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BloomBerg Business : Trump Threatens Allies With New Tariffs, Sowing Global Confusion , U.S. scrutinizes auto imports for risk to national security Germany, China, reiterate committment to multilateralism

May 24th, 2018 | by Richard Paul
BloomBerg Business : Trump Threatens Allies With New Tariffs, Sowing Global Confusion , U.S. scrutinizes auto imports for risk to national security Germany, China, reiterate committment to multilateralism
Business and Finance
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Trump Threatens Allies With New Tariffs, Sowing Global Confusion

Updated on May 24th, 2018 7:33 AM EDT 
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  • U.S. scrutinizes auto imports for risk to national security
  • Germany, China, reiterate committment to multilateralism
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Bloomberg’s Jodi Schneider reports on the U.S. probe into whether car and truck imports threaten national security.

President Donald Trump’s push for tariffs on imported cars and trucks threatened a shake-up of the global auto industry while motivating nations including China and Germany to reiterate commitments of varying strength to free trade.

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The U.S. statement late Wednesday that it’s investigating auto imports on national security concerns drew pointed responses from Japan and South Korea — two nations that have been at pains to placate Trump — as well as Germany.

It also ended the temporary calm between the U.S. and China, which in contrast to Washington’s actions announced on Thursday it will reduce import duties on a range of consumer goods in a bid to open its market to outsiders.

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President Trump is pushing for tariffs on imported cars and trucks, citing concerns over national security.

(Source: Bloomberg)

The competing headlines demonstrate how the world’s two largest economies are likely set for years of skirmishes over commerce as Trump already backs away from an agreement struck just last weekend with China amid domestic criticism.

 Art of the Deal

“Imposing broad, comprehensive restrictions on such a large industry could cause confusion in world markets, and could lead to the breakdown of the multilateral trade system based on WTO rules,” Japanese Trade Minister Hiroshige Seko said Thursday in Tokyo. Automakers were the biggest drag on Japan’s Topix stock index on Thursday.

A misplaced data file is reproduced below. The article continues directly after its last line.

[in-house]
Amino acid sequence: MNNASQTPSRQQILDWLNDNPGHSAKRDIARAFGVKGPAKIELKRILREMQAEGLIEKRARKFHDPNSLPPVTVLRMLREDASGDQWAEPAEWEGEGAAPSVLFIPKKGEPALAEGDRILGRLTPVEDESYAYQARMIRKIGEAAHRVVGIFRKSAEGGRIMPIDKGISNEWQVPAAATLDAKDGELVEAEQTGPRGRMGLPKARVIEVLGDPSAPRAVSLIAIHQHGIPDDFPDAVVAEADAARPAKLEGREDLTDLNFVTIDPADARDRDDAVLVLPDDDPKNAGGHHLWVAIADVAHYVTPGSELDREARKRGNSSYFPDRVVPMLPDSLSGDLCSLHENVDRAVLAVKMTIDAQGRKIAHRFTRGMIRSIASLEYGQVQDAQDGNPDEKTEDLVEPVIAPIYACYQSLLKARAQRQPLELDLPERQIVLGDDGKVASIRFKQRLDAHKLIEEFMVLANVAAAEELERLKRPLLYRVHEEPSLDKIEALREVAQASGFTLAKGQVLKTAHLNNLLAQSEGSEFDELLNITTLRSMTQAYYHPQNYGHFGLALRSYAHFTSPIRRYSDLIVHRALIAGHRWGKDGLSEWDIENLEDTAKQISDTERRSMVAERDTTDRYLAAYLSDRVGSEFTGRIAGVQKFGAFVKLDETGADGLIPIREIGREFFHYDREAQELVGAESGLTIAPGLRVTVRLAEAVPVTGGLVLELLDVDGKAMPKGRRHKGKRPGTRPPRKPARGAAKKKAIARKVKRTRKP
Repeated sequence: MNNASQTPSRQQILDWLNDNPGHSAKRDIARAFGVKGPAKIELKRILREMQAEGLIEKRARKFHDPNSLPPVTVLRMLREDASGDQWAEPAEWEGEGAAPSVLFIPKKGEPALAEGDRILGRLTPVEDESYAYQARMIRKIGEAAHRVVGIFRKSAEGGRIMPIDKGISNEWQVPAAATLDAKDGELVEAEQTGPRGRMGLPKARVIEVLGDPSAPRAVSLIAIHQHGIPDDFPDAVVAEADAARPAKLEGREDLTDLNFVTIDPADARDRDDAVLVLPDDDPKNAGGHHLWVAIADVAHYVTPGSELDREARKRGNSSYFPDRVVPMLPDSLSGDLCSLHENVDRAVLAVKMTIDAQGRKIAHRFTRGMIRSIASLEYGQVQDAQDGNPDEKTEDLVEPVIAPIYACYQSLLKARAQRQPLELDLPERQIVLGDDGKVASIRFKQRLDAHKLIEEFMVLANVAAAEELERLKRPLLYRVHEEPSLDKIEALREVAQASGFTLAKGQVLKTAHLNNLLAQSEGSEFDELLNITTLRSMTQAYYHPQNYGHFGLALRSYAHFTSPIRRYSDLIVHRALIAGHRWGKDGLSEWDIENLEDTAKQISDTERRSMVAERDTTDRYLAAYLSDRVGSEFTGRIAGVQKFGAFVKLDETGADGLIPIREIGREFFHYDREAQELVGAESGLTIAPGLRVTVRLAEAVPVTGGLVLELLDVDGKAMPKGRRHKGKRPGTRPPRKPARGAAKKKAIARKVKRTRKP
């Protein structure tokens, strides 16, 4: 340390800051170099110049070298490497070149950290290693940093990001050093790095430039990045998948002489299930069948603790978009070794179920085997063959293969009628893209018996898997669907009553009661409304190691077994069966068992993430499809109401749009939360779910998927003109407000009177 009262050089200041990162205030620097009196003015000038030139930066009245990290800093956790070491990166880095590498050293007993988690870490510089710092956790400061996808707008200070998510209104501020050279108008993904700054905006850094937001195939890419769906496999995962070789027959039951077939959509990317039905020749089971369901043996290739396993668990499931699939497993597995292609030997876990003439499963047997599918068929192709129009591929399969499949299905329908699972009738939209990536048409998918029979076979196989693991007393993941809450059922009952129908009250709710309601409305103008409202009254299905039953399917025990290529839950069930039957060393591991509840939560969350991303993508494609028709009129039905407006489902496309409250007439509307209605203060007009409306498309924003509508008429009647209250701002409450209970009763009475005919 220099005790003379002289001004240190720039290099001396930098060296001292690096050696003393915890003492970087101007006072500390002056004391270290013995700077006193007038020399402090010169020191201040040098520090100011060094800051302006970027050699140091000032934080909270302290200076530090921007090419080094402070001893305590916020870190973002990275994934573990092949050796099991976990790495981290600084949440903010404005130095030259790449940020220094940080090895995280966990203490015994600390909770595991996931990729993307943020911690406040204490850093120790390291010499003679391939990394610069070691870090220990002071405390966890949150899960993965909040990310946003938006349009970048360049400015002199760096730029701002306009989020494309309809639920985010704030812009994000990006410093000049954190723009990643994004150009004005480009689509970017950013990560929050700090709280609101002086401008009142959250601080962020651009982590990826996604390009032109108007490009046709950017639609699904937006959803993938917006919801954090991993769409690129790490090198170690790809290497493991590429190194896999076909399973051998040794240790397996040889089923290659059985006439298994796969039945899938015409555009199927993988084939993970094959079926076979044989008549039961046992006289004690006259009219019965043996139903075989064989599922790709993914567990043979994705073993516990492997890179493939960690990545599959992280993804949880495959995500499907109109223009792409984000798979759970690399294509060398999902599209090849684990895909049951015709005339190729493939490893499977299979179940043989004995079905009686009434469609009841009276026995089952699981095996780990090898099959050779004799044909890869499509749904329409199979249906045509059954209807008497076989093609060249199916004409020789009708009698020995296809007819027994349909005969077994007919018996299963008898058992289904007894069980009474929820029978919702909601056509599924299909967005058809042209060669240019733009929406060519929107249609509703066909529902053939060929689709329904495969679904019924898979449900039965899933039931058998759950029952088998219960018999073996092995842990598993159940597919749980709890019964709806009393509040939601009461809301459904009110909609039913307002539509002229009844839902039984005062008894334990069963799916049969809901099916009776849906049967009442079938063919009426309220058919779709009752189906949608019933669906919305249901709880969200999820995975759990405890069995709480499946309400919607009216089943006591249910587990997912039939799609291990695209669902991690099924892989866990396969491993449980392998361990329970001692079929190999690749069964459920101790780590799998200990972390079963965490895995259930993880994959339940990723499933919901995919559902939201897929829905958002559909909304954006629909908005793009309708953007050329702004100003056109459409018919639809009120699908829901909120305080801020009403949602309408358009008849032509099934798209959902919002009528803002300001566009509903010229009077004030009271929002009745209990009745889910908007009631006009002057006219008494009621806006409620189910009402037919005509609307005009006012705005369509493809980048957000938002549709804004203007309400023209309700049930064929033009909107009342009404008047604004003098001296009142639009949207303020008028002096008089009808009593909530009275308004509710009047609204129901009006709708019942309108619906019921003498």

Trump’s latest probe will be conducted under Section 232 of a 1960s trade law, the same tool the president invoked in imposing global tariffs on imported steel and aluminum earlier this year. An additional tariff on vehicles of up to 25 percent is also under consideration, according to a person familiar with the matter who asked not to be identified.

Read More: What to watch next in China-U.S. trade talks

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Free, Fair Trade

On Thursday, German Chancellor Angela Merkel downplayed her nation’s own discomfort with China’s industrial rise, and locked arms with Premier Li Keqiang in a pointed defense of the multilateral trading order.

“China and Germany are committed to multilateralism, and we are committed to free and fair trade,” Merkel said flanked by Li in Beijing. China’s planned duty cuts on consumer goods would bolster its negotiating stance with the U.S. as talks over averting a trade war continue.

While the threat of new tariffs didn’t specifically point to Germany, it would strike at the heart of the German economy, further straining relations between the two sides as they’re locked in negotiations over steel and aluminum tariffs that are set to hit the European Union on June 1. Trump has made clear that he resents Berlin’s trade surplus, which amounted to 14.2 billion euros ($16.7 billion) last year for Germany’s auto industry alone.

To read more about Germany’s trade relations with China, click here

In response to the new car tariffs, South Korea’s government said it has formed a task force with automakers and car associations to review the potential impact on the local auto industry of the U.S. move and to consider countermeasures.

Beijing also weighed in, with a Ministry of Commerce spokesman saying “China opposes the abusing of national security provisions, which would severely undermine the multilateral trading system, and disrupt the normal trade order.”

Separately, China is planning a tariff reduction in a broad range of consumer goods, which would be effective as early as July 1, and would apply to significantly more product lines than a similar reduction on around 200 items announced last year, according to people familiar with the matter. U.S. Commerce Secretary Wilbur Ross is due to visit Beijing in early June for a further round of meetings.

U.S. Passenger Vehicle Imports

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